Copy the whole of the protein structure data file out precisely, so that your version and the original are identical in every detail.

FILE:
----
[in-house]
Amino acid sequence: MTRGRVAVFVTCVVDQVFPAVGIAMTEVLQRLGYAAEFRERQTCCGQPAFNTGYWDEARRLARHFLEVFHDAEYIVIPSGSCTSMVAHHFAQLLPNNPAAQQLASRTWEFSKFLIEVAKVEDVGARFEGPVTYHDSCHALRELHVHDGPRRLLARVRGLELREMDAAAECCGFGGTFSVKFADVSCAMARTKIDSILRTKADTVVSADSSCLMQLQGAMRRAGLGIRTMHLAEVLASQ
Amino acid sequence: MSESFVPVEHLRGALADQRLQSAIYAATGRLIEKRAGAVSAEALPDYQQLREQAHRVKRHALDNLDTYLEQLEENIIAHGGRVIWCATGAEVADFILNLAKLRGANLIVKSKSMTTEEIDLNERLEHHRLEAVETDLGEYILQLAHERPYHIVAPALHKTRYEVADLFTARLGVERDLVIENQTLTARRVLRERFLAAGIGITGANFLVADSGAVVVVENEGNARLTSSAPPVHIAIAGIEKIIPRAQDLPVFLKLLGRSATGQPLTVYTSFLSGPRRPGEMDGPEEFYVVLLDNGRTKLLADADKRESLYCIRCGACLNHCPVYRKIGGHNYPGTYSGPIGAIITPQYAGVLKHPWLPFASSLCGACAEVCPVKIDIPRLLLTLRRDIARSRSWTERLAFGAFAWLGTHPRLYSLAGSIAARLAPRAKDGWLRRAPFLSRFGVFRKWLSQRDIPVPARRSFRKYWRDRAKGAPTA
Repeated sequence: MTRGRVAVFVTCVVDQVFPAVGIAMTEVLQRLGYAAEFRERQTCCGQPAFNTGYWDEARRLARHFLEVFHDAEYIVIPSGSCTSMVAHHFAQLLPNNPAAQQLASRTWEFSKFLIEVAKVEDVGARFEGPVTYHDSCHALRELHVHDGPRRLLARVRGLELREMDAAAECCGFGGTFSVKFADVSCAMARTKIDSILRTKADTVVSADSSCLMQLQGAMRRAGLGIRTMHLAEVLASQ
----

[in-house]
Amino acid sequence: MTRGRVAVFVTCVVDQVFPAVGIAMTEVLQRLGYAAEFRERQTCCGQPAFNTGYWDEARRLARHFLEVFHDAEYIVIPSGSCTSMVAHHFAQLLPNNPAAQQLASRTWEFSKFLIEVAKVEDVGARFEGPVTYHDSCHALRELHVHDGPRRLLARVRGLELREMDAAAECCGFGGTFSVKFADVSCAMARTKIDSILRTKADTVVSADSSCLMQLQGAMRRAGLGIRTMHLAEVLASQ
Amino acid sequence: MSESFVPVEHLRGALADQRLQSAIYAATGRLIEKRAGAVSAEALPDYQQLREQAHRVKRHALDNLDTYLEQLEENIIAHGGRVIWCATGAEVADFILNLAKLRGANLIVKSKSMTTEEIDLNERLEHHRLEAVETDLGEYILQLAHERPYHIVAPALHKTRYEVADLFTARLGVERDLVIENQTLTARRVLRERFLAAGIGITGANFLVADSGAVVVVENEGNARLTSSAPPVHIAIAGIEKIIPRAQDLPVFLKLLGRSATGQPLTVYTSFLSGPRRPGEMDGPEEFYVVLLDNGRTKLLADADKRESLYCIRCGACLNHCPVYRKIGGHNYPGTYSGPIGAIITPQYAGVLKHPWLPFASSLCGACAEVCPVKIDIPRLLLTLRRDIARSRSWTERLAFGAFAWLGTHPRLYSLAGSIAARLAPRAKDGWLRRAPFLSRFGVFRKWLSQRDIPVPARRSFRKYWRDRAKGAPTA
Repeated sequence: MTRGRVAVFVTCVVDQVFPAVGIAMTEVLQRLGYAAEFRERQTCCGQPAFNTGYWDEARRLARHFLEVFHDAEYIVIPSGSCTSMVAHHFAQLLPNNPAAQQLASRTWEFSKFLIEVAKVEDVGARFEGPVTYHDSCHALRELHVHDGPRRLLARVRGLELREMDAAAECCGFGGTFSVKFADVSCAMARTKIDSILRTKADTVVSADSSCLMQLQGAMRRAGLGIRTMHLAEVLASQ